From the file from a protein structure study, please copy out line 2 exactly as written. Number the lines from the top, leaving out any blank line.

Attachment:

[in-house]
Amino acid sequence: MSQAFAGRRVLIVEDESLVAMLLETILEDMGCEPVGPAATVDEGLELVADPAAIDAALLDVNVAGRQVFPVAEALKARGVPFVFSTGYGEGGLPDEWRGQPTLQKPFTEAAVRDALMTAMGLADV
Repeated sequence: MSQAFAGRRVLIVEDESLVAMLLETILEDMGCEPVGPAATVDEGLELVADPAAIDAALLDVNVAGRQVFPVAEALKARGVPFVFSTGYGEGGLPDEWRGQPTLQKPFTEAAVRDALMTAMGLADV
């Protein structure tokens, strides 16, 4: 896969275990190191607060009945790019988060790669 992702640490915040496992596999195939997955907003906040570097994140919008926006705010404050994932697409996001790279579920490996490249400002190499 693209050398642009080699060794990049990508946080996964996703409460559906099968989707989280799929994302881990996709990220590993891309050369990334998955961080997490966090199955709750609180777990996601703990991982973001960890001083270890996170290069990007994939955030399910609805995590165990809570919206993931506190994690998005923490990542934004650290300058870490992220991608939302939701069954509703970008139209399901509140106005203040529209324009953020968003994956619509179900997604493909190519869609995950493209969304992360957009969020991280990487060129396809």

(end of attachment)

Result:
Amino acid sequence: MSQAFAGRRVLIVEDESLVAMLLETILEDMGCEPVGPAATVDEGLELVADPAAIDAALLDVNVAGRQVFPVAEALKARGVPFVFSTGYGEGGLPDEWRGQPTLQKPFTEAAVRDALMTAMGLADV